The falco pod will take a minute or so to spin up. We can use kubectl to check the status of it and have a look at the logs to make sure everything went smoothly:
$ kubectl get pods -n falco -o wide NAME READY STATUS RESTARTS AGE IP NODE NOMINATED NODE READINESS GATES falco-zwfcj 1/1 Running 0 73s 172.17.0.3 minikube <none> <none> $ kubectl logs falco-zwfcj -n falco Defaulted container "falco" out of: falco, falco-driver-loader (init) Thu Sep 8 22:32:47 2022: Falco version 0.32.2 Thu Sep 8 22:32:47 2022: Falco initialized with configuration file /etc/falco/falco.yaml Thu Sep 8 22:32:47 2022: Loading rules from file /etc/falco/falco_rules.yaml: Thu Sep 8 22:32:47 2022: Loading rules from file /etc/falco/falco_rules.local.yaml: Thu Sep 8 22:32:48 2022: Starting internal webserver, listening on port 8765Code language: Perl (perl)
Putting everything together to create the virtual cluster
Next, we need to create a namespace in the host cluster for our vcluster to live in, then deploy the vcluster into it.
$ kubectl create namespace vcluster namespace/vcluster created $ vcluster create ssh -n vcluster info Detected local kubernetes cluster minikube. Will deploy vcluster with a NodePort & sync real nodes info Create vcluster ssh... info execute command: helm upgrade ssh https://charts.loft.sh/charts/vcluster-0.11.2.tgz --kubeconfig /tmp/3673995455 --namespace vcluster --install --repository-config='' --values /tmp/641812157 done √ Successfully created virtual cluster ssh in namespace vcluster info Waiting for vcluster to come up... warn vcluster is waiting, because vcluster pod ssh-0 has status: ContainerCreating done √ Switched active kube context to vcluster_ssh_vcluster_minikube - Use `vcluster disconnect` to return to your previous kube context - Use `kubectl get namespaces` to access the vclusterCode language: Perl (perl)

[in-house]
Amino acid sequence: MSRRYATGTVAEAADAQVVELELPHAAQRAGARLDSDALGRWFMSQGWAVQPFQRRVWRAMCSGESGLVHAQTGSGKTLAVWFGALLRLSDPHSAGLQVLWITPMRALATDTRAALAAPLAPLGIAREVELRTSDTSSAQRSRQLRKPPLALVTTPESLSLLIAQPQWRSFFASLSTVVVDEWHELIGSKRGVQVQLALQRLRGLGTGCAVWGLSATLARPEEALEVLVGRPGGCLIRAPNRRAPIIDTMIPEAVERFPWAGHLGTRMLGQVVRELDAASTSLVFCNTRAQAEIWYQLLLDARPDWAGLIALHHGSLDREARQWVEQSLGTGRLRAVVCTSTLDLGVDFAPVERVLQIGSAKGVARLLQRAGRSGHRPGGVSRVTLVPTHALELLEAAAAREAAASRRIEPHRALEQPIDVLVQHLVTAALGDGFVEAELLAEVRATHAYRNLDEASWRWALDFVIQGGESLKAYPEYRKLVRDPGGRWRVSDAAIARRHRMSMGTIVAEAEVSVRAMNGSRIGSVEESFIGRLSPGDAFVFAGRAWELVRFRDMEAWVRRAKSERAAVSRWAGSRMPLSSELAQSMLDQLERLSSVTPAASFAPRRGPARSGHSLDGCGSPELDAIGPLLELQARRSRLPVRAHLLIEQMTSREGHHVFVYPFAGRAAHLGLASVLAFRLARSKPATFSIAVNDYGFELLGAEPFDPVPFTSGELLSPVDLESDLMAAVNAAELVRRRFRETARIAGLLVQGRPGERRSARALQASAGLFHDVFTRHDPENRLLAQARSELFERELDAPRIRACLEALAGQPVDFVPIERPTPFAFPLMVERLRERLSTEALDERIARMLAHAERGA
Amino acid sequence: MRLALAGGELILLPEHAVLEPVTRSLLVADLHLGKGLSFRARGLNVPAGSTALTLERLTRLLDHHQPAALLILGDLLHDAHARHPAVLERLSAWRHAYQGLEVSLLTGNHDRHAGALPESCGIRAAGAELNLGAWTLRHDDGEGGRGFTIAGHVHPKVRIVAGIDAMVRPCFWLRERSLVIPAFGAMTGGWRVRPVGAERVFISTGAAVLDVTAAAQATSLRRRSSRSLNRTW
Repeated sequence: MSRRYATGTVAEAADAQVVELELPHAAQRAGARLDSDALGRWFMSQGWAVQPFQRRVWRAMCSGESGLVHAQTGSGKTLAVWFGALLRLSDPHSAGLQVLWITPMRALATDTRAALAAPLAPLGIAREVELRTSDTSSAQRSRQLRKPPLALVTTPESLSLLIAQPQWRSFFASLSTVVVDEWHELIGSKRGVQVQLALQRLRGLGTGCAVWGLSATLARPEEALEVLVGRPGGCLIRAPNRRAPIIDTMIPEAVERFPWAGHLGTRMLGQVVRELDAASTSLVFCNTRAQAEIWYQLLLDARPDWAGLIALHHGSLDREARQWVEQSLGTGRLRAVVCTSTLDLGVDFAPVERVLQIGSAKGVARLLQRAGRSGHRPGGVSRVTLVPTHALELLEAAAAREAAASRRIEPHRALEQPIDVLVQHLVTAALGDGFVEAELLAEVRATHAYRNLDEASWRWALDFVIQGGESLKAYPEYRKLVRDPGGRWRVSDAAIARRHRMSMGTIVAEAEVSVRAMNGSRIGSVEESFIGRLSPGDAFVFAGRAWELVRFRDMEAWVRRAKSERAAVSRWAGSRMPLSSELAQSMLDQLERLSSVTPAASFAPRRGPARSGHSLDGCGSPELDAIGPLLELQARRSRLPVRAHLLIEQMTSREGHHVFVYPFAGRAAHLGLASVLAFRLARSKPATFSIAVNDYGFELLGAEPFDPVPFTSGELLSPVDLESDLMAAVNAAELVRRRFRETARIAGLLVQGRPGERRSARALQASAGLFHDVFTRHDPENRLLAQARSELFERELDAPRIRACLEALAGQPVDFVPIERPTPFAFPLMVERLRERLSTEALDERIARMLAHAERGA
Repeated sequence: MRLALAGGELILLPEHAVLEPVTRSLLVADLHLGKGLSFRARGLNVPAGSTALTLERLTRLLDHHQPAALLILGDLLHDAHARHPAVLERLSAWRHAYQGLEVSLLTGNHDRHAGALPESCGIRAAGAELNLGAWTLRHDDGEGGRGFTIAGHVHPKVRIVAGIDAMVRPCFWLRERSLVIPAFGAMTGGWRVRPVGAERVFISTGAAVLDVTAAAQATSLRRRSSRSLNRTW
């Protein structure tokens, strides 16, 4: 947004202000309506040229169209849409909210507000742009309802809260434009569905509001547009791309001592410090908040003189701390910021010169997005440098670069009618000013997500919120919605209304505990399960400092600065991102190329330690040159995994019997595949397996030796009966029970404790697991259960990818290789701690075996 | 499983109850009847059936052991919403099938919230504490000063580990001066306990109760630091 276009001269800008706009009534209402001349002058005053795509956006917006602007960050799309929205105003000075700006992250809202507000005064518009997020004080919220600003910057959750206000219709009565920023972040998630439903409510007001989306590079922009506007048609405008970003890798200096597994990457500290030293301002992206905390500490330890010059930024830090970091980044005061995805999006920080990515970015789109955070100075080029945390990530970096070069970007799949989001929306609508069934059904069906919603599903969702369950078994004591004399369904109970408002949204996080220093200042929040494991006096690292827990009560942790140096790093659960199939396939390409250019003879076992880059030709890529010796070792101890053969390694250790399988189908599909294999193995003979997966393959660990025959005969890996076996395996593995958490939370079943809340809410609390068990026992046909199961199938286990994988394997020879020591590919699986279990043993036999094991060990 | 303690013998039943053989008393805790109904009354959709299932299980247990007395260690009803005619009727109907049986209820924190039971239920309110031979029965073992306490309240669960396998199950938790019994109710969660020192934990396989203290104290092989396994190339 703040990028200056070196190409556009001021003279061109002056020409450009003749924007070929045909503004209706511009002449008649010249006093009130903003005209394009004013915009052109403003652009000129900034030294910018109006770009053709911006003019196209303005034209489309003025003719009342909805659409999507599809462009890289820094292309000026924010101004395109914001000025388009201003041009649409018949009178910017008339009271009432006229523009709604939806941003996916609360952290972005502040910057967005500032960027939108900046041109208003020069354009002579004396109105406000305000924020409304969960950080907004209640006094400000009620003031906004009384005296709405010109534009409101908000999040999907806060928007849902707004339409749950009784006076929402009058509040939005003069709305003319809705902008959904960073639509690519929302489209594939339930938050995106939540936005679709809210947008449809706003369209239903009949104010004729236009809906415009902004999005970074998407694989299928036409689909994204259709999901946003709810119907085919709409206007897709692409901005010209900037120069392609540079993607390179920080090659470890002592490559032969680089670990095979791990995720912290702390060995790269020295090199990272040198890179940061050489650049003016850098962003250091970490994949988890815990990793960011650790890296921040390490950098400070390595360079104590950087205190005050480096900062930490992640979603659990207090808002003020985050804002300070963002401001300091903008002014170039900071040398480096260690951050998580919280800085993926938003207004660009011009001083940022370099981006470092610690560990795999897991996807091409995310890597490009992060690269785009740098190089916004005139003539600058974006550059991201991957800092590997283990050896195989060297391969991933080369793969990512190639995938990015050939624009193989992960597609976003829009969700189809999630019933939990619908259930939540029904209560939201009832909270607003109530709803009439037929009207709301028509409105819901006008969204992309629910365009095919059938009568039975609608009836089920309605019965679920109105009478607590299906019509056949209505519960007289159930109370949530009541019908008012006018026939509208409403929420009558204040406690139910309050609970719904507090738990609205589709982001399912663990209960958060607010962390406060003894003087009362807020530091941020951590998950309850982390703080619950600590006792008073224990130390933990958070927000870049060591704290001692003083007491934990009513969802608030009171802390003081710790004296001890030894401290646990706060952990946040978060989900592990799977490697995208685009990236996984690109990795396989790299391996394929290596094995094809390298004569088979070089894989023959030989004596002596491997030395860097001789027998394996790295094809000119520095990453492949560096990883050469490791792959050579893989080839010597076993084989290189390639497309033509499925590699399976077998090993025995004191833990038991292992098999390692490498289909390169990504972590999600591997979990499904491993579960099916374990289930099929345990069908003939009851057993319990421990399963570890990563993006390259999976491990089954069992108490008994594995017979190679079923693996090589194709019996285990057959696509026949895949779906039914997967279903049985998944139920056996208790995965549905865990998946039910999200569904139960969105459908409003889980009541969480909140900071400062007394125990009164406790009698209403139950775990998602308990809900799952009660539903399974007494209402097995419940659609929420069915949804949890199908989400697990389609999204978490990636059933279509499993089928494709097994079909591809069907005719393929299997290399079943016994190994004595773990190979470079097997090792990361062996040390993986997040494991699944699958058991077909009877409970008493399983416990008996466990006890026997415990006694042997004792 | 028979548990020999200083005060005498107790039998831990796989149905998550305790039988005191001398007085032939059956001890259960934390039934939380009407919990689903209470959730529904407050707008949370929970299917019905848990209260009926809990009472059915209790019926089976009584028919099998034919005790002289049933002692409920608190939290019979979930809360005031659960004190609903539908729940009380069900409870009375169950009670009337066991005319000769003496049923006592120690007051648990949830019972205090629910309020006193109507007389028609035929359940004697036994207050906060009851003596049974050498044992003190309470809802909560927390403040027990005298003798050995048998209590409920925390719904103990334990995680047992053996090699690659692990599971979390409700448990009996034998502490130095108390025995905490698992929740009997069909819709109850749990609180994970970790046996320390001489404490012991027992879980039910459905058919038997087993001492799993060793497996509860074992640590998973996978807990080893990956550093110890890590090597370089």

Install the SSH honeypot target
With the vcluster instantiated, we can now create an intentionally insecure ssh server inside of it to use as a target for our honeypot, this is something we mentioned earlier in securing SSH on EC2.
We’ll be deploying an intentionally insecure ssh server helm chart from sourcecodebox.io to use as a target here. The credentials for this server are root/THEPASSWORDYOUCREATED.
$ helm repo add securecodebox https://charts.securecodebox.io/ "securecodebox" has been added to your repositories $ helm repo update Hang tight while we grab the latest from your chart repositories... ...Successfully got an update from the "falcosecurity" chart repository ...Successfully got an update from the "securecodebox" chart repository Update Complete. ⎈Happy Helming!⎈ $ helm install my-dummy-ssh securecodebox/dummy-ssh --version 3.14.3 NAME: my-dummy-ssh LAST DEPLOYED: Thu Sep 8 15:53:15 2022 NAMESPACE: default STATUS: deployed REVISION: 1 TEST SUITE: None NOTES: Demo SSH Server deployed. Note this should used for demo and test purposes. Do not expose this to the Internet!Code language: Perl (perl)
Examine the different contexts
Now we have something running inside our vcluster. Let’s take a look at the two different contexts we have.
Note: A context in Kubernetes is a set of parameters defining how to access a particular cluster. Switching the context will change everything we do with commands like kubectl from one cluster to another.Code language: Perl (perl)
First, let’s look at all of the resources existing in our cluster by using the current vcluster perspective.
$ kubectl get all --all-namespaces NAMESPACE NAME READY STATUS RESTARTS AGE kube-system pod/coredns-6ffcc6b58-h7zwx 1/1 Running 0 m26s default pod/my-dummy-ssh-f98c68f95-vwns 1/1 Running 0 m1s NAMESPACE NAME TYPE CLUSTER-IP EXTERNAL-IP PORT(S) AGE default service/kubernetes ClusterIP 10.96.112.178 <none> 443/TCP m26s kube-system service/kube-dns ClusterIP 10.97.196.120 <none> 53/UDP,53/TCP,9153/TCP m26s default service/my-dummy-ssh ClusterIP 10.99.109.0 <none> 22/TCP m1s NAMESPACE NAME READY UP-TO-DATE AVAILABLE AGE kube-system deployment.apps/coredns 1/1 1 1 m26s default deployment.apps/my-dummy-ssh 1/1 1 1 m1s NAMESPACE NAME DESIRED CURRENT READY AGE kube-system replicaset.apps/coredns-6ffcc6b58 1 1 1 m26s default replicaset.apps/my-dummy-ssh-f98c68f95 1 1 1 m1sCode language: Perl (perl)